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  • Writer's pictureBruce Giddings

Moreton's Housing Stress Hotspots

Caboolture and North Moreton have been listed as in trouble, with 9.9% of households in housing stress.


Only Beaudesert-Logan suffers more housing stress than Moreton Bay North, with Ipswich taking out third place, according to a recent report.


“Victims of housing stress fall into crisis for all sorts of reasons, usually through no fault of their own. Domestic violence, job loss, expensive rents, mental health issues and expired leases can all force people into their cars, tents or worse.

Only Beaudesert-Logan suffers more housing stress than Moreton Bay North, with Ipswich taking out third place, according to a recent report.


The analysis was jointly produced by the Community Housing Industry Association (CHIA) and the UNSW City Futures Research Centre, and defines housing stress as homelessness, living in overcrowded homes, or spending more than 30% of income on rent.


The responsibility for providing social housing for citizens in need lies jointly with state and federal governments. Still, a long waiting list awaits those who qualify for help.


Queensland’s Auditor General Brendan Worrall has been vocal about the failures in Queensland, warning last year that state home-builds planned for 2025 were unlikely to reduce the waiting list.


“These dwellings alone will not be sufficient….”, he said.


After last year’s housing summit, the government released an outcome report promoting an “increased target of 5,600 new social and affordable home commencements by 30 June 2027”.


This figure falls well short, with over 30,000 successful applications waiting in the pipeline right now and the stated commencement date four years into the future.


Whilst not responsible for housing, the Moreton Bay Regional Council stepped in last year to offer incentives for the construction of community housing.


At that time Mayor Peter Flannery made it clear who is ultimately responsible for the lack of social housing stock.


“There used to be a nation-wide routine public housing construction program years ago,” he said.


“But since 1996 we’ve seen the country’s population boom 40% while social housing stock has only increased 4%....”


Instead of getting effective solutions from governments, renters must now rely on a private rental market stricken with skyrocketing prices and plummeting housing availability.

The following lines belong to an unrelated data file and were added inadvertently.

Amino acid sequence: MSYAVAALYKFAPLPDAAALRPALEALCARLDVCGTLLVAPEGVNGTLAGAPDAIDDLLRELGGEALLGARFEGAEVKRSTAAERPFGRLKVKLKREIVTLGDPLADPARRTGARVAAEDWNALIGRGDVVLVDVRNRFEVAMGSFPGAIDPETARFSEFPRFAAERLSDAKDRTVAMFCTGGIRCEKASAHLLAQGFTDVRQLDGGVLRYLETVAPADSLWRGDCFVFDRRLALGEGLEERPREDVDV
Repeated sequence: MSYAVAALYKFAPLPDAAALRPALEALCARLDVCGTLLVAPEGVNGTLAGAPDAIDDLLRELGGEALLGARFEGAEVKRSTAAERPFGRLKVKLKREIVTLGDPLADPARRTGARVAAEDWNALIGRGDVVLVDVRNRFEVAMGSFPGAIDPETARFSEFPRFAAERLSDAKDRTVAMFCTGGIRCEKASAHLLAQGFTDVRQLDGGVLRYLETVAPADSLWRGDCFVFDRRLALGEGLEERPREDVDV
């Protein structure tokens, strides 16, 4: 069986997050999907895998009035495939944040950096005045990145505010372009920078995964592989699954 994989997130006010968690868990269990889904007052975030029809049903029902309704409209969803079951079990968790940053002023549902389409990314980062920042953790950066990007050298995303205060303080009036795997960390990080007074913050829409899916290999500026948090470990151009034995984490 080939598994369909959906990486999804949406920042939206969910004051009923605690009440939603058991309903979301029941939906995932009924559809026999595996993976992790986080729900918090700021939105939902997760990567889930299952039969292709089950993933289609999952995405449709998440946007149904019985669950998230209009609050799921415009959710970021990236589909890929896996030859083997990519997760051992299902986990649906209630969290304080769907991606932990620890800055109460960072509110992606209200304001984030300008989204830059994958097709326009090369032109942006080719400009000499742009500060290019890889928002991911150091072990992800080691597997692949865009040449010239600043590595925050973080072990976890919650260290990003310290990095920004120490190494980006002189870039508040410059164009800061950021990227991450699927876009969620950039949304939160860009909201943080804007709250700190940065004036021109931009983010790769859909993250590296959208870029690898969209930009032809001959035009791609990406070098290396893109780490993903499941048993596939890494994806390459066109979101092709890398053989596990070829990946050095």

According to Cameron Murray, a University of Sydney economist and author, the market forces behind those rising prices are perpetuated by weak government regulations, combined with a network of personal relationships between the rule-makers and big business.


Dr Murray believes the relationships between private business interests and government must be scrutinised more closely. He also wants to bust the myth that opening up more land will lead to lower housing prices, and cheaper rents.


If Dr Murray is correct, the new land opening up in Caboolture West will do little to repair the housing stress in Caboolture.


Charities such as volunteer-run Caboolture Community Action are the soldiers on this housing battlefront. Confronted with evidence of a dysfunctional rental market every day, they struggle with surging demand for accommodation and food relief.


Victims of housing stress fall into crisis for all sorts of reasons, usually through no fault of their own. Domestic violence, job loss, expensive rents, mental health issues and expired leases can all force people into their cars, tents or worse.


Charities are busy picking up the pieces and deserve all the support they can get. They can only function through donations from the community.


To find assistance or to make a donation, a list of organisations offering assistance in Moreton Bay can be found under www.mycommunitydirectory.com.au/Queensland/Moreton_Bay/Welfare_Assistance


Is there a difference between Social and Community Housing?


Social housing is secure and affordable rental housing for people on low incomes with housing needs. It includes public, community and Aboriginal housing.


Community housing is housing that is either owned or managed by not-for-profit community sector organisations.


Reference: Parliament of Australia

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